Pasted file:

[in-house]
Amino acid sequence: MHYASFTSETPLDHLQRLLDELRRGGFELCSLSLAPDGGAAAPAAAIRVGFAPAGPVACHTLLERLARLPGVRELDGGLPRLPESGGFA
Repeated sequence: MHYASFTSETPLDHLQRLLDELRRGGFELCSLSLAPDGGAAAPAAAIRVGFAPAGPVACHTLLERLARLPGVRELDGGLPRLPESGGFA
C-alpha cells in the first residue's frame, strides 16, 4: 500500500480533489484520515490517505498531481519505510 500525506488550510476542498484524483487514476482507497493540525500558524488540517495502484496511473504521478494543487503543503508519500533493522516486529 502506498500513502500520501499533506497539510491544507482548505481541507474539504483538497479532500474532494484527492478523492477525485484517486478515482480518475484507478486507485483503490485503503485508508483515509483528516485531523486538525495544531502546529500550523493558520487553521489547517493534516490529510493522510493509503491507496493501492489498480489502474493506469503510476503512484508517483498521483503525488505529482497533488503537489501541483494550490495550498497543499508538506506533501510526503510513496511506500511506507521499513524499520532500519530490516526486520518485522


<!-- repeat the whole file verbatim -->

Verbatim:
[in-house]
Amino acid sequence: MHYASFTSETPLDHLQRLLDELRRGGFELCSLSLAPDGGAAAPAAAIRVGFAPAGPVACHTLLERLARLPGVRELDGGLPRLPESGGFA
Repeated sequence: MHYASFTSETPLDHLQRLLDELRRGGFELCSLSLAPDGGAAAPAAAIRVGFAPAGPVACHTLLERLARLPGVRELDGGLPRLPESGGFA
C-alpha cells in the first residue's frame, strides 16, 4: 500500500480533489484520515490517505498531481519505510 500525506488550510476542498484524483487514476482507497493540525500558524488540517495502484496511473504521478494543487503543503508519500533493522516486529 502506498500513502500520501499533506497539510491544507482548505481541507474539504483538497479532500474532494484527492478523492477525485484517486478515482480518475484507478486507485483503490485503503485508508483515509483528516485531523486538525495544531502546529500550523493558520487553521489547517493534516490529510493522510493509503491507496493501492489498480489502474493506469503510476503512484508517483498521483503525488505529482497533488503537489501541483494550490495550498497543499508538506506533501510526503510513496511506500511506507521499513524499520532500519530490516526486520518485522